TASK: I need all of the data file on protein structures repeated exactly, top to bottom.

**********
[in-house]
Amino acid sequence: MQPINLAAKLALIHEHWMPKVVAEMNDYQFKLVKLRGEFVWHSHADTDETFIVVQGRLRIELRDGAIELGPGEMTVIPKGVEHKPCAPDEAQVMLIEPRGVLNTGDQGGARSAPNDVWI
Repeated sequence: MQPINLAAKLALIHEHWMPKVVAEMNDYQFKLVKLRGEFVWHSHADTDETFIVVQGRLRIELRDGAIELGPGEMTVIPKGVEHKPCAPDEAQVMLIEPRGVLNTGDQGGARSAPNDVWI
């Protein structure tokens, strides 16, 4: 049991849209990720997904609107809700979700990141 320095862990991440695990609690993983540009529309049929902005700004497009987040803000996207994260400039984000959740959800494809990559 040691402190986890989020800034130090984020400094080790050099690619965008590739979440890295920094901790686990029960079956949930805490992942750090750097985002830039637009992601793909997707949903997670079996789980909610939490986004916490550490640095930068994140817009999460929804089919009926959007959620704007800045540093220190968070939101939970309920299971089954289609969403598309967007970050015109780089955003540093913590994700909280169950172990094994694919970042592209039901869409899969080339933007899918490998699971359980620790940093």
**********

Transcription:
[in-house]
Amino acid sequence: MQPINLAAKLALIHEHWMPKVVAEMNDYQFKLVKLRGEFVWHSHADTDETFIVVQGRLRIELRDGAIELGPGEMTVIPKGVEHKPCAPDEAQVMLIEPRGVLNTGDQGGARSAPNDVWI
Repeated sequence: MQPINLAAKLALIHEHWMPKVVAEMNDYQFKLVKLRGEFVWHSHADTDETFIVVQGRLRIELRDGAIELGPGEMTVIPKGVEHKPCAPDEAQVMLIEPRGVLNTGDQGGARSAPNDVWI
């Protein structure tokens, strides 16, 4: 049991849209990720997904609107809700979700990141 320095862990991440695990609690993983540009529309049929902005700004497009987040803000996207994260400039984000959740959800494809990559 040691402190986890989020800034130090984020400094080790050099690619965008590739979440890295920094901790686990029960079956949930805490992942750090750097985002830039637009992601793909997707949903997670079996789980909610939490986004916490550490640095930068994140817009999460929804089919009926959007959620704007800045540093220190968070939101939970309920299971089954289609969403598309967007970050015109780089955003540093913590994700909280169950172990094994694919970042592209039901869409899969080339933007899918490998699971359980620790940093």